Internet was sketchy and it was a bit chilly out, so we hung out and watched cable TV that evening. We watched Alfred Hitchcock’s The Birds, which was filmed in 1963, and it now seems quaint, like the hotel, rather than scary, as it seemed to me as a child. (Given our setting, I’m kind of glad they weren’t showing Psycho.) After that, we drifted off to sleep.

Here are some photos from our travels. More about day two in a day or two!

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My Jacksonville to Seattle Odyssey—Part 7

Well, it seems I owe you an apology, dear reader. The long delay between this part and part 6 was because the tractor trailer that delivered my stuff also managed to rip down my telephone line, and I therefore went several days without internet.

My first real taste of Washington State was Spokane, and I love it. Beautiful hills, and surprisingly lush for the drier part of the state. It also helped that I spent the night at the house of a really nice lady from my church, and she had a back yard that enchanted the dogs. Lots of nooks and crannies for them to explore.

The next morning I discovered to my horror that the van stalls when on an incline and you put it in reverse. This will make parking in Seattle a bit of a challenge, as hilly as it is. I’m having to learn all sorts of tricks to accommodate this van.

As I left Spokane, a sign also informed me that I was leaving the apple maggot quarantine area. Poor little apple maggots. They must be feeling highly put upon.

I want to explore this state. The Cascades — what a cool name. I just want to get out and do stuff! It’s so inconvenient that I have to work!

I texted a friend that I’m falling in love with Washington. He replied “It’s a good thing you are. Can’t turn back now!” Well, technically I could, but I’d be sleeping on his couch, and he’d probably want to kill me after the third day.

There’s a town in this state called George, so it’s “George, Washington”. And there’s a gorge near George, called the Columbia River Gorge, which was an unexpected delight with spectacular views.

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For a 14 mile stretch, the state was considerate enough to hang signs that tell you what type of crop is planted there. I thought that was amazingly cool, since I can’t usually identify anything other than corn. It really made me want to go to a farmer’s market.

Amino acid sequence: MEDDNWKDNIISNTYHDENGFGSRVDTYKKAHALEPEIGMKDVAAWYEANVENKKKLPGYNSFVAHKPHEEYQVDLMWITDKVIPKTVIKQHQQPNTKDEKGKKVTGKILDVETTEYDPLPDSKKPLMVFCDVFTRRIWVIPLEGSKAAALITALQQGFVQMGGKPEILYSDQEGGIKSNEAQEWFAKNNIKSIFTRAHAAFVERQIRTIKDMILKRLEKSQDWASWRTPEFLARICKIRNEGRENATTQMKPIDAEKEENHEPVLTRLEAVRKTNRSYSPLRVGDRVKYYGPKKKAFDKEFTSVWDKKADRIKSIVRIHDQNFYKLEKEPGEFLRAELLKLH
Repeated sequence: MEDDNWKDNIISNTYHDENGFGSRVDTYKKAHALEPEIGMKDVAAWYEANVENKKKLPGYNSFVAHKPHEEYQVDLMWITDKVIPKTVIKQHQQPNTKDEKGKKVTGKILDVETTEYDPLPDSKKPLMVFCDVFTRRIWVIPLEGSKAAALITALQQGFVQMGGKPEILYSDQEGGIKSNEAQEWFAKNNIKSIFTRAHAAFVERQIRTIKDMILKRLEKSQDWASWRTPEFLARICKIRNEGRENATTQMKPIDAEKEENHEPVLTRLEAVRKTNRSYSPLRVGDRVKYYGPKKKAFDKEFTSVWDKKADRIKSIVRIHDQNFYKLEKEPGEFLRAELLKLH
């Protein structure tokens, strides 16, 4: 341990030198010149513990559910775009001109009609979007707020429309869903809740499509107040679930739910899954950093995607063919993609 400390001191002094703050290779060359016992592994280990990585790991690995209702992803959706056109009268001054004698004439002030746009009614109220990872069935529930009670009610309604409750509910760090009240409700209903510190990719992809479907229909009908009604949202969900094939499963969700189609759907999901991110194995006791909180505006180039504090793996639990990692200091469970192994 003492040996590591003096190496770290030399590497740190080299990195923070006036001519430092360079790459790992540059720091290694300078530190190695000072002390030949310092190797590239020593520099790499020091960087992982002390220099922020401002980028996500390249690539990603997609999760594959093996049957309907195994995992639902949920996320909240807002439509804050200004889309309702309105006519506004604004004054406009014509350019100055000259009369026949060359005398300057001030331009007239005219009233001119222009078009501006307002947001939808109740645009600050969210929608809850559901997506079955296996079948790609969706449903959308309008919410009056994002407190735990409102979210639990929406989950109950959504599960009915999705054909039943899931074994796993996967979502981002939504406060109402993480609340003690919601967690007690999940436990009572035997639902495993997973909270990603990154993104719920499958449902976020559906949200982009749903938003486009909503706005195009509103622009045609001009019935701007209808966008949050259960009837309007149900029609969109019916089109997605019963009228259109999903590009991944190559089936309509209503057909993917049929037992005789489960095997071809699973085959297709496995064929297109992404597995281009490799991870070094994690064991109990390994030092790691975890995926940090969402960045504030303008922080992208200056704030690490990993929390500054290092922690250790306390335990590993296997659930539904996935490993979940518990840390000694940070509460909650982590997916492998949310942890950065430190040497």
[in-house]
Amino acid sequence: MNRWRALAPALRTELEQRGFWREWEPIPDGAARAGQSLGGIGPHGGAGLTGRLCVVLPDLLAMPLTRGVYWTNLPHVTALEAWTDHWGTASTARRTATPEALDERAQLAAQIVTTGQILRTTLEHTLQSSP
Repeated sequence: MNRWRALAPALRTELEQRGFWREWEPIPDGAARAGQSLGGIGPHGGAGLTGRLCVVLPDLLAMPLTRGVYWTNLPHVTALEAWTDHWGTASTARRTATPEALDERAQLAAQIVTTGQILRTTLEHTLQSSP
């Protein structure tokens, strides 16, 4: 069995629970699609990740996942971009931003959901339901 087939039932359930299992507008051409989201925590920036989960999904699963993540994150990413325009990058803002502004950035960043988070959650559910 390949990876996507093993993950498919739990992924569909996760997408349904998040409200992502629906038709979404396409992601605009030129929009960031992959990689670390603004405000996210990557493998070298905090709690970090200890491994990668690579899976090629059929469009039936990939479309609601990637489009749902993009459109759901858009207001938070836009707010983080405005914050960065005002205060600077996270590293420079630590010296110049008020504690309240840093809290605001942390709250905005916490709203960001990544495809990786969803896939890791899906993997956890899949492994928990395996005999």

I stopped at Ginkgo Petrified Forest State Park, but couldn’t go too far down the trails because it was way too hot for the dogs. We did get to see petroglyphs, though, which is something I always love to check out. I often wonder what the original artist was thinking about. And the views were stunning.

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We experienced a bighorn sheep encounter. They were fascinated with the dogs. Until they started to bark. That made the sheep head for the even higher country.

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And finally, a wind farm! The structures were so massive and otherworldly that they kind of gave me the willies. It didn’t help that I was listening to Gregorian chants on the radio.

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On I-90 just outside Ellensburg, I got caught in the traffic jam from HELL. It took me an hour to go the three miles to the Roslyn exit. I was planning to go there for lunch anyway, because that’s where they filmed the exteriors for Northern Exposure. I loved that show. But if I had been having second thoughts, that traffic jam motivated me.

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So off I went to Roslyn, and had lunch at the Brick. The exterior was very familiar, but when you go inside, it looks nothing like the Brick from the show. But the food was good, and I sat at the bar, which had a running stream at your feet. 1880’s spittoon?

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As I walked though that town, I longed to see those quirky characters from my favorite show. No such luck. So the experience was bittersweet.

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I was hoping that the hour I took for lunch would be enough to clear that traffic jam, but no. And as I went through Snoqualmie Pass, in addition to stop and go traffic, I got to experience an epic thunderstorm. Yay.

But the weather cleared as I approached Seattle. I got really excited. Unfortunately I couldn’t go to my new home, because the property management company won’t turn over the keys on a weekend unless you pay an additional 150.00, something I couldn’t do even if I were willing.  So I arranged to stay with another church member.

I met her at a nearby park and we went to dinner. She gave me a lot of useful hints and pointers about the Seattle area. She then brought me to her sister’s house to sleep, because she herself has cats, so that would have been problematic. Her sister’s house is absolutely gorgeous. It made me long for the finer things in life. But I’m looking forward to getting settled myself.

Next stop: Home Sweet Home!

Check out part 8 here!